It’s that time of year again – where the once geekiest event of the calendar has become the go to celebrity event of the North American summer. Enter San Diego Comic-Con 2017. Stars from across the globe take a break from their vacations and summer projects to give the people an extraordinary experience.
In 1970, the convention was held in the basement of one of the dodgiest hotels in town. In 2017, the convention, and its sub-cons have descended upon the city, with somewhere in the vicinity of 200,000 visiting fans. That doesn’t come close to the number of enthusiastic followers around the world who have bought, booked and signed on for exclusive digital content.
How did such a humble event become so popular? What can we, as business owners learn from their ascent? As avid con nerds, the team at Make it Peachy have plucked the top five things we have learned about business and communications from San Diego Comic-Con.
We all just want to feel connected
One of the most salient messages of so many comic books and science fiction novels, films and TV shows is the notion of feeling included. Traditionally creators and fans of this style of entertainment have been outsiders; nerds searching for their own sense of belonging. Naturally, a lot of their content is designed around these same themes. Think X-men, or even Superman, the ultimate outsiders, desperate to feel included. The cool thing is that because Comic-Con created an event designed to make people feel included, more and more people have found their voice and place.
This is a great lesson for us. Create content, services, products with the intention of including, rather than excluding. When your audience feels connected, they will return to you and bring their friends.
If you build it, they will come
Comic-Con and its brother and sister events around the US are designed to connect their audiences to the latest, greatest and most interesting activities, products and events. They do their research and understand what their audience is looking for. With that research, they build more and more impressive events every year. They’ve created something that more and more people want to be a part of, and now cosplaying and mainstream blockbuster fans stand side by side in applause for an event well created.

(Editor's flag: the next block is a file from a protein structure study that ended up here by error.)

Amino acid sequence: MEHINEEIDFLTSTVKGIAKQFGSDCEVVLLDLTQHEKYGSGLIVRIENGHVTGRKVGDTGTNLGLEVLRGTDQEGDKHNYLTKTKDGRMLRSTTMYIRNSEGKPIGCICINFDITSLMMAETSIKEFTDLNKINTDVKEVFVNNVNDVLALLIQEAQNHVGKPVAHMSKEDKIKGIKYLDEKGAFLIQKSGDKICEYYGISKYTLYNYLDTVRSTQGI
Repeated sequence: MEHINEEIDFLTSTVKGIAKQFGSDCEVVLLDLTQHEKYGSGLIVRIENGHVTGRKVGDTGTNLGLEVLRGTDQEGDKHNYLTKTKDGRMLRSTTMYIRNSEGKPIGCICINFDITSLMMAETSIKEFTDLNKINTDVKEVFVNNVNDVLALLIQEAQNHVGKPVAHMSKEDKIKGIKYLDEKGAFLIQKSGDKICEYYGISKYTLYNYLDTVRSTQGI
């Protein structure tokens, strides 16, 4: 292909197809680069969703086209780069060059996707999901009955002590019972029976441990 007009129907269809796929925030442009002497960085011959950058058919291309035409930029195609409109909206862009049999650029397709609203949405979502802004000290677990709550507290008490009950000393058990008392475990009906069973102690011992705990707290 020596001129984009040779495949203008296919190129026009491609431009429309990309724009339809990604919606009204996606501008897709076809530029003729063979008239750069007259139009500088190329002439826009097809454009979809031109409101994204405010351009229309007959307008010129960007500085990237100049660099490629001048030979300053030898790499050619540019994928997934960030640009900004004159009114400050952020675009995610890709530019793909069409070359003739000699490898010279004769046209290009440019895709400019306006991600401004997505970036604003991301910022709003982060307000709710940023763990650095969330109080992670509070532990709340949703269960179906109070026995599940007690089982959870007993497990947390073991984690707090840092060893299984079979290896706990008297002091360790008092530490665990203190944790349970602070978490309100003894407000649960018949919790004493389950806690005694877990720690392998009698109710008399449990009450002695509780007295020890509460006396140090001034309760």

Research. Understand. Create. Engage.
When you create a product, a piece of content or a service people genuinely want, they’ll come to you. But, as Joss Whedon said, “Write it. Shoot it. Publish it. Crochet it, sauté it, whatever. MAKE.”
Be confident without being cocky
Back in 1970, the founders of Comic-Con were wildly searching to nab some impressive industry types to add a little spark to the convention. According to Rolling Stone, they’d tracked down Sci Fi legend and Fahrenheit 451 author Ray Bradbury and were angling for him to attend. When Bradbury agreed, for the scary equivalent fee of US$30,000, the boys were stuck. Still, in its infancy and without a real purpose, they were in the unique position of establishing the convention as a not for profit – so without thought, that’s what they became. Bradbury came for free. They saw an opportunity and jumped, adapted and changed to get where they needed to.
It’s so important to be confident in your capability. If something seems out of your realm, don’t immediately close your mind to it – learn, adapt and work to expand your capability.
Comic-Con was built by a group of comic book dreamers, intent on creating an engaging experience for fans. What that involved as evolved a thousand times in the last 47 years and as a result, its popularity just keeps rising. One sad story told in the Rolling Stone article is that of founder Sheldon Dorf. Dorf was instrumental in networking and schmoozing the right people to get the convention off the ground. Many nod to him as the creator and ideas behind it all. But Dorf was also a jealous man, set in his ways and approach. As Comic-Con grew, Dorf isolated himself and refused to change. While the convention soared, Dorf licked his wounds and walked away.
We all need to remember that times, needs and ideas change. We know from the giant splash made by social media and digital communications that people change the way they communicate. As business owners, we need to be able to move with those needs. Just because the same old has worked until now, does NOT mean it will tomorrow.
The cyclical nature of trends – keeping up with the…who even knows who to keep up with anymore
The final lesson we are taking away from the success of Comic-Con is about awareness. Awareness of the ever changing, ridiculous and cyclical nature of trends. It’s important to understand what is trending and where. It’s important to understand what people are following and illustrating your knowledge of those things. But you know what else? Trends come and go. Comic-Con has built itself on the notion that fandom, whatever form it takes, is valid and cool in some way.
By all means, find a way to connect with your audience. Let your passion and your interests and your knowledge guide that. Authenticity matters more than manufactured trends.